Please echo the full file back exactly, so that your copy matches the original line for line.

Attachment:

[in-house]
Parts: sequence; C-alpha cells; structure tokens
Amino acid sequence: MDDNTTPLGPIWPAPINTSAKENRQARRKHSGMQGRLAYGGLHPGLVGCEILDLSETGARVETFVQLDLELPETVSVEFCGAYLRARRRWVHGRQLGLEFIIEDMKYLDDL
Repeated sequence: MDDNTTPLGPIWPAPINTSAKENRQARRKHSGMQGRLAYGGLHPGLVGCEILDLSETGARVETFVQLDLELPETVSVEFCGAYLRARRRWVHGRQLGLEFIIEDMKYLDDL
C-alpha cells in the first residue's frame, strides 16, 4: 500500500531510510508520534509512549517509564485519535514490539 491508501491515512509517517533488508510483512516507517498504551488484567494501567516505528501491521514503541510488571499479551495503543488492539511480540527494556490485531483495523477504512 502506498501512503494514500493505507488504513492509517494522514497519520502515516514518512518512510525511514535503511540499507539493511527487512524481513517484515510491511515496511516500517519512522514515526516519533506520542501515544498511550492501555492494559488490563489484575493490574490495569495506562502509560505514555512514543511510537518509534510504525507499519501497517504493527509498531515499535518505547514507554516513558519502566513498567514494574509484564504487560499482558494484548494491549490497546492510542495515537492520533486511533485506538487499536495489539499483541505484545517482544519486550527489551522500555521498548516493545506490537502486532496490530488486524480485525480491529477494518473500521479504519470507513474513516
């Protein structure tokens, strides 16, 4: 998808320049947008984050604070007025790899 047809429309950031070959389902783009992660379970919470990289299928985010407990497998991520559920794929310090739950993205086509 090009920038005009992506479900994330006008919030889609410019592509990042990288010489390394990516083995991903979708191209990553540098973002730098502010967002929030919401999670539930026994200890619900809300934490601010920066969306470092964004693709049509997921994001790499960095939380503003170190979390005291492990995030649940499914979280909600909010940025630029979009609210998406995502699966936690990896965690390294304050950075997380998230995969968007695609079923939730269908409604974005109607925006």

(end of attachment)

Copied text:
[in-house]
Parts: sequence; C-alpha cells; structure tokens
Amino acid sequence: MDDNTTPLGPIWPAPINTSAKENRQARRKHSGMQGRLAYGGLHPGLVGCEILDLSETGARVETFVQLDLELPETVSVEFCGAYLRARRRWVHGRQLGLEFIIEDMKYLDDL
Repeated sequence: MDDNTTPLGPIWPAPINTSAKENRQARRKHSGMQGRLAYGGLHPGLVGCEILDLSETGARVETFVQLDLELPETVSVEFCGAYLRARRRWVHGRQLGLEFIIEDMKYLDDL
C-alpha cells in the first residue's frame, strides 16, 4: 500500500531510510508520534509512549517509564485519535514490539 491508501491515512509517517533488508510483512516507517498504551488484567494501567516505528501491521514503541510488571499479551495503543488492539511480540527494556490485531483495523477504512 502506498501512503494514500493505507488504513492509517494522514497519520502515516514518512518512510525511514535503511540499507539493511527487512524481513517484515510491511515496511516500517519512522514515526516519533506520542501515544498511550492501555492494559488490563489484575493490574490495569495506562502509560505514555512514543511510537518509534510504525507499519501497517504493527509498531515499535518505547514507554516513558519502566513498567514494574509484564504487560499482558494484548494491549490497546492510542495515537492520533486511533485506538487499536495489539499483541505484545517482544519486550527489551522500555521498548516493545506490537502486532496490530488486524480485525480491529477494518473500521479504519470507513474513516
């Protein structure tokens, strides 16, 4: 998808320049947008984050604070007025790899 047809429309950031070959389902783009992660379970919470990289299928985010407990497998991520559920794929310090739950993205086509 090009920038005009992506479900994330006008919030889609410019592509990042990288010489390394990516083995991903979708191209990553540098973002730098502010967002929030919401999670539930026994200890619900809300934490601010920066969306470092964004693709049509997921994001790499960095939380503003170190979390005291492990995030649940499914979280909600909010940025630029979009609210998406995502699966936690990896965690390294304050950075997380998230995969968007695609079923939730269908409604974005109607925006």